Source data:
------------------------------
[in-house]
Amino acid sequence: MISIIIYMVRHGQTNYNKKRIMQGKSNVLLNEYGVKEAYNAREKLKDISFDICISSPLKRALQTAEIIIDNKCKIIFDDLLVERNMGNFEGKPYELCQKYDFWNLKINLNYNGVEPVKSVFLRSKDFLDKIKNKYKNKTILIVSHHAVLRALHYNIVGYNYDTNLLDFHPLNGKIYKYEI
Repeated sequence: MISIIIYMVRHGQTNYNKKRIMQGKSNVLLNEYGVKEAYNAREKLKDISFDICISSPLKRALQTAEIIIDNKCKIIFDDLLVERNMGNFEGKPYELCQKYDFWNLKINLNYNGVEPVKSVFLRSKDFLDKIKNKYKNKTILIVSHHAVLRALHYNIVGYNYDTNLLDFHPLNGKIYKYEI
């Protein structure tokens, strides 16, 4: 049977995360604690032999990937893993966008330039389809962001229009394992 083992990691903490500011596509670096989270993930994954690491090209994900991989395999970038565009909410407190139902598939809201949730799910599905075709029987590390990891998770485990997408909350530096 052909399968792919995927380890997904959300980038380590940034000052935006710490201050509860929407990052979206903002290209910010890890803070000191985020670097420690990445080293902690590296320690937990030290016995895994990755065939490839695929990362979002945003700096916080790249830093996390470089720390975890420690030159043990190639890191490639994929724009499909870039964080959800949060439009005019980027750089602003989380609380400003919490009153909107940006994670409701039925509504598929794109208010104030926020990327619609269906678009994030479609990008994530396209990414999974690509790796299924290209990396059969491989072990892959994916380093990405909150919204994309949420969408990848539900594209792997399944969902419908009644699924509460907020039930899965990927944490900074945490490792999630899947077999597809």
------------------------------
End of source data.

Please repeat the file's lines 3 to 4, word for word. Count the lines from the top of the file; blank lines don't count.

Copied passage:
Repeated sequence: MISIIIYMVRHGQTNYNKKRIMQGKSNVLLNEYGVKEAYNAREKLKDISFDICISSPLKRALQTAEIIIDNKCKIIFDDLLVERNMGNFEGKPYELCQKYDFWNLKINLNYNGVEPVKSVFLRSKDFLDKIKNKYKNKTILIVSHHAVLRALHYNIVGYNYDTNLLDFHPLNGKIYKYEI
């Protein structure tokens, strides 16, 4: 049977995360604690032999990937893993966008330039389809962001229009394992 083992990691903490500011596509670096989270993930994954690491090209994900991989395999970038565009909410407190139902598939809201949730799910599905075709029987590390990891998770485990997408909350530096 052909399968792919995927380890997904959300980038380590940034000052935006710490201050509860929407990052979206903002290209910010890890803070000191985020670097420690990445080293902690590296320690937990030290016995895994990755065939490839695929990362979002945003700096916080790249830093996390470089720390975890420690030159043990190639890191490639994929724009499909870039964080959800949060439009005019980027750089602003989380609380400003919490009153909107940006994670409701039925509504598929794109208010104030926020990327619609269906678009994030479609990008994530396209990414999974690509790796299924290209990396059969491989072990892959994916380093990405909150919204994309949420969408990848539900594209792997399944969902419908009644699924509460907020039930899965990927944490900074945490490792999630899947077999597809």